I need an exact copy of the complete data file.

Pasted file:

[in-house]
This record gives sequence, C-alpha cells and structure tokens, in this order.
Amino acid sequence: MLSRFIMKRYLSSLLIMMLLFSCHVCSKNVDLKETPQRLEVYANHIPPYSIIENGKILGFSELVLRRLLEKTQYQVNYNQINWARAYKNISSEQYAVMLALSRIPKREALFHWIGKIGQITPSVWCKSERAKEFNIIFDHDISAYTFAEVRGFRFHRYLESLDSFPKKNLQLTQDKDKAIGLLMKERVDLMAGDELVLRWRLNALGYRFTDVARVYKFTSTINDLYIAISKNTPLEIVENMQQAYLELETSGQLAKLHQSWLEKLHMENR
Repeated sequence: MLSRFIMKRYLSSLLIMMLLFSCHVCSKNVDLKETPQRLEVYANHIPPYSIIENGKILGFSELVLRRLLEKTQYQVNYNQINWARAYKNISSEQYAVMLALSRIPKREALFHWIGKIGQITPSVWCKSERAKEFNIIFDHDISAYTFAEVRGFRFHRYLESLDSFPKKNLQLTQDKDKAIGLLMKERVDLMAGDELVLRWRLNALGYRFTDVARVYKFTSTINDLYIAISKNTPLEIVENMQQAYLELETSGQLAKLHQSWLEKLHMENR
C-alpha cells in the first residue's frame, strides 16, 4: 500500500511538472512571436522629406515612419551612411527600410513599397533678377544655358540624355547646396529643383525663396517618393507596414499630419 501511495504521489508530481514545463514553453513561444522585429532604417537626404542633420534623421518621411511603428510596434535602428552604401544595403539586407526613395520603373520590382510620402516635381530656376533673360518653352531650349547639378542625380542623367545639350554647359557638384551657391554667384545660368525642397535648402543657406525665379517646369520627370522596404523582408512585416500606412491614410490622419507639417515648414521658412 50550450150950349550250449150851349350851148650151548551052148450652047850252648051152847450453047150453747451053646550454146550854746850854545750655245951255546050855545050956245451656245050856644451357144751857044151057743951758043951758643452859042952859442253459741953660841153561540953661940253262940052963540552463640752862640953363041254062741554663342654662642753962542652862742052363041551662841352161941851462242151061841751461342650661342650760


[in-house]
This record gives sequence, C-alpha cells and structure tokens, in this order.
Amino acid sequence: MLSRFIMKRYLSSLLIMMLLFSCHVCSKNVDLKETPQRLEVYANHIPPYSIIENGKILGFSELVLRRLLEKTQYQVNYNQINWARAYKNISSEQYAVMLALSRIPKREALFHWIGKIGQITPSVWCKSERAKEFNIIFDHDISAYTFAEVRGFRFHRYLESLDSFPKKNLQLTQDKDKAIGLLMKERVDLMAGDELVLRWRLNALGYRFTDVARVYKFTSTINDLYIAISKNTPLEIVENMQQAYLELETSGQLAKLHQSWLEKLHMENR
Repeated sequence: MLSRFIMKRYLSSLLIMMLLFSCHVCSKNVDLKETPQRLEVYANHIPPYSIIENGKILGFSELVLRRLLEKTQYQVNYNQINWARAYKNISSEQYAVMLALSRIPKREALFHWIGKIGQITPSVWCKSERAKEFNIIFDHDISAYTFAEVRGFRFHRYLESLDSFPKKNLQLTQDKDKAIGLLMKERVDLMAGDELVLRWRLNALGYRFTDVARVYKFTSTINDLYIAISKNTPLEIVENMQQAYLELETSGQLAKLHQSWLEKLHMENR
C-alpha cells in the first residue's frame, strides 16, 4: 500500500511538472512571436522629406515612419551612411527600410513599397533678377544655358540624355547646396529643383525663396517618393507596414499630419 501511495504521489508530481514545463514553453513561444522585429532604417537626404542633420534623421518621411511603428510596434535602428552604401544595403539586407526613395520603373520590382510620402516635381530656376533673360518653352531650349547639378542625380542623367545639350554647359557638384551657391554667384545660368525642397535648402543657406525665379517646369520627370522596404523582408512585416500606412491614410490622419507639417515648414521658412 50550450150950349550250449150851349350851148650151548551052148450652047850252648051152847450453047150453747451053646550454146550854746850854545750655245951255546050855545050956245451656245050856644451357144751857044151057743951758043951758643452859042952859442253459741953660841153561540953661940253262940052963540552463640752862640953363041254062741554663342654662642753962542652862742052363041551662841352161941851462242151061841751461342650661342650760